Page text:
Recently I’ve found myself called into conversation with the new evangelical feminist movement that has blown up in the last few years. I consider myself an ally, a “man-feminist” if you will. I also consider myself a misogynist, or someone who sins uniquely against women because of things about my manhood. My own particular form of misogyny often manifests itself as my need to be recognized as the hero of Christian feminists everywhere, the anti-Driscoll (Give me my gold star for pointing out all the flaws of other men I already define myself against anyway!). So I wanted to consider what it means to be an ally who is still a misogynist and also to try to translate terms and build bridges for Christian men who burst blood vessels in their foreheads when they hear words like misogyny.
When I was in my early twenties, I found myself in the radical activist community in DC. There was a lot of talk about white male privilege for which my evangelical upbringing paradoxically prepared me quite well. I had no problem saying I’m a filthy sinner. This was just a way of translating that into a slightly different paradigm. White male privilege doesn’t refer to being “guilty” because of your race or gender; it refers to the subtle ways in which you patronize, marginalize, and otherwise sin against other people that have been socialized into you through a historical process in which your gender or race plays a role (as opposed to ways that you sin against other people which are less predictable based on your race or gender).
I don’t think any Christian regardless of what you think about identity politics should be opposed to the use of privilege as a paradigmatic tool for providing greater self-insight and sanctification since all Christians ought to desire being called out and liberated from our sin. Our growing cognizance of our privilege should make us watch ourselves closely for things we say and do that hurt others even if they don’t feel malicious on our part. What makes people angry at identity politics (with good cause in my opinion) is when someone’s race or gender is invoked to silence and delegitimize that person in the absence of any legitimately oppressive behavior on their part. I would narrate this as a variation of the famous Biblical inerrantist line: You’re a rich white guy; you’re wrong; that settles it. It’s identity fundamentalism.
Within a healthy discourse of identity politics, the goal is to become an ally to people who haven’t been taken seriously or treated with dignity because of something about their identity that they didn’t choose. If I were to translate the word ally into Christian terms, the word would be a combination of intercessor, advocate, and servant, with the greatest emphasis on servanthood in the sense that servanthood always connotes putting yourself beneath the other person. Philippians 2:3-4 captures what it means to be an ally: “Do nothing in selfish ambition or conceit, but in humility regard others as more important than yourselves. Look not to your own interests, but to others’ interests.”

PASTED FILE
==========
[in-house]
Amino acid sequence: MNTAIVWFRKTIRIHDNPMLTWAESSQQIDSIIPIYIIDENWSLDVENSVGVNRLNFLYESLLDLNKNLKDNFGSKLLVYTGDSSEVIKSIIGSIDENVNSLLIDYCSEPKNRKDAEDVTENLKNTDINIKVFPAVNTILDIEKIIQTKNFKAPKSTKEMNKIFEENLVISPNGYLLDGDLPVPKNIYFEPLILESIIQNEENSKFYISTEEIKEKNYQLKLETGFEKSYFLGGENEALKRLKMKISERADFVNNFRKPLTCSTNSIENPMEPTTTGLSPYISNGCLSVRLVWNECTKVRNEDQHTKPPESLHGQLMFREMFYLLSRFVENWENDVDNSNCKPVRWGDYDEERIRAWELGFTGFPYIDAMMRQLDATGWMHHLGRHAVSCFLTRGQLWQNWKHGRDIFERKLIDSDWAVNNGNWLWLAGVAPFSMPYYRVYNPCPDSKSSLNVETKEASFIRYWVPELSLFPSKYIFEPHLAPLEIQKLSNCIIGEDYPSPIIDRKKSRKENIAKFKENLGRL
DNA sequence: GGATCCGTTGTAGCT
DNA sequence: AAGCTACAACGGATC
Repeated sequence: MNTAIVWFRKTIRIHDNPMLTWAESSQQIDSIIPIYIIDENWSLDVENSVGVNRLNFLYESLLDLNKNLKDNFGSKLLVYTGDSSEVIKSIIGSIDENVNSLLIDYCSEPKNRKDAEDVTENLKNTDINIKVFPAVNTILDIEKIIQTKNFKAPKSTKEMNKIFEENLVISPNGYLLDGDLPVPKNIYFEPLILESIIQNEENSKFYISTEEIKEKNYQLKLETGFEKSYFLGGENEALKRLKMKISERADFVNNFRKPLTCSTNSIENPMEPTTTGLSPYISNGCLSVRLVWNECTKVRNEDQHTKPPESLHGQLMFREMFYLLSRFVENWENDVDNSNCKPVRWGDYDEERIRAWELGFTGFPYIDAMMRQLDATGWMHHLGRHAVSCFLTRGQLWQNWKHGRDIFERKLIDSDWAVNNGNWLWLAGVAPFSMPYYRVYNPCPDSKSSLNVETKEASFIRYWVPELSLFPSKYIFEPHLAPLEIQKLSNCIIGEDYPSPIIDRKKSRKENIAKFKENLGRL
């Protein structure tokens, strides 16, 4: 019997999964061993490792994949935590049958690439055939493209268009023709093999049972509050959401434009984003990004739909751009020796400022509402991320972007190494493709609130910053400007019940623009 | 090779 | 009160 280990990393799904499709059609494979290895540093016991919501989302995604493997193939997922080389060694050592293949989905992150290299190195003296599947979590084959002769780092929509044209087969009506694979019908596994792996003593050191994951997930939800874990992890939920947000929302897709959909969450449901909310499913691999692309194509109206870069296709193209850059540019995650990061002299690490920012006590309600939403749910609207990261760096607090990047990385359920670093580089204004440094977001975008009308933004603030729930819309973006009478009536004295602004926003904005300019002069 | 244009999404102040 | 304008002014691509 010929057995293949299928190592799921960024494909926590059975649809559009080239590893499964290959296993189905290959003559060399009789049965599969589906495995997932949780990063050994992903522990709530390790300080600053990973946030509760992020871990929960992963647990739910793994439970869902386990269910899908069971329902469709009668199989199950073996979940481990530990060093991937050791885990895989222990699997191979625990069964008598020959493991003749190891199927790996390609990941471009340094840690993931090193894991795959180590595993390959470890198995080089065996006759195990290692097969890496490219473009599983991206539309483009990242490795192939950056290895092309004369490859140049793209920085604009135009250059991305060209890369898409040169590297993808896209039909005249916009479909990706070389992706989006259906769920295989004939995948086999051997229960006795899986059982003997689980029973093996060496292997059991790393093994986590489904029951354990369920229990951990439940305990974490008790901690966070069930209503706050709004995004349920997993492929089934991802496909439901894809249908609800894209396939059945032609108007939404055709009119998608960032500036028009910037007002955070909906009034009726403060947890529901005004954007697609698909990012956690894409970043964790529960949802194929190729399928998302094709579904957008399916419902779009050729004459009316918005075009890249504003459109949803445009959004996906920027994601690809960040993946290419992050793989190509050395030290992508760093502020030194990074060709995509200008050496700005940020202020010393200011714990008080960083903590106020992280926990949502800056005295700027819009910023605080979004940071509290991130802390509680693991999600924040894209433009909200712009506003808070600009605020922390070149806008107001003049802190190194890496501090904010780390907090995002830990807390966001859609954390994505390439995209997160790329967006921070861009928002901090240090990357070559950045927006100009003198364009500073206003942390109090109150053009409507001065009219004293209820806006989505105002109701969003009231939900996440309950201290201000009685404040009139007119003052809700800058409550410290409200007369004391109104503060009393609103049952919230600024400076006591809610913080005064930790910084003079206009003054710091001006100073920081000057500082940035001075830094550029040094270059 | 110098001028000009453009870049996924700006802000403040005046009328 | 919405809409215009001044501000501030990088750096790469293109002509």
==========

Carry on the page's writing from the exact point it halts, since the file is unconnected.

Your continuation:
Our call to servanthood is a call to be allies to people who aren’t being treated with dignity. Your right to talk the way you want to (e.g. “I’m tired of those black people changing their minds about what we’re supposed to call them”) is trumped by the Bible’s command to regard others as more important than yourself. A Christian who really follows Philippians 2:3 should be actively seeking to submit themselves to those who haven’t had a voice, especially if you’re some
kind of “leader” in the upside down kingdom of Jesus Christ.
Now there’s another way in which servanthood puts a check on our motives and approaches to being an ally. The easiest way to be an “ally” is to do so out of “selfish ambition and conceit” by attacking other “fellow oppressors” in order to earn applause for ourselves not out of solidarity but as an opportunistic power play. I’m very good at being an enemy to the enemies of feminism because they’re my enemies too. They all become in my mind the popular jocks who dated (and mistreated) the girls I was “best friends” with in high school.
The test of whether I’m really an ally happens when I’m not putting my man-feminist piety on public display. It’s when I’m sitting on the couch with my wife and she needs my engagement and presence in conversation about a “household issue” that doesn’t involve saving the world by writing the viral blog post that captures the ethos of my generation or whatever. I’m an ally when I take my wife no less seriously than the feminist bloggers with large readerships whose link-backs I covet. I often fail and discover that I’m still a misogynist in practice and an ally in theory.
But I don’t want to end this on a negative note, so I’ll say two things in summary about allies and misogynists. 1) Every ally is still a misogynist. 2) Every misogynist is a potential ally. The point of talking in this way is to recognize that there is nothing categorically different between a wannabe man-feminist like me and Rush Limbaugh or whomever; we aren’t different species of human. It’s a difference in what has been revealed to us in our journey so far. I also think that men in particular need to engage other men with compassion and grace and not as caricature foils off of which we can score our self-justification points (to name one of my favorite hobbies). Jesus did shout down Pharisees in solidarity with the women they judged; this isn’t a call to muzzle any truth-telling. But rather we should tell the truth as evangelists who know that it’s God’s truth and not ours to exploit for selfish ambition or conceit.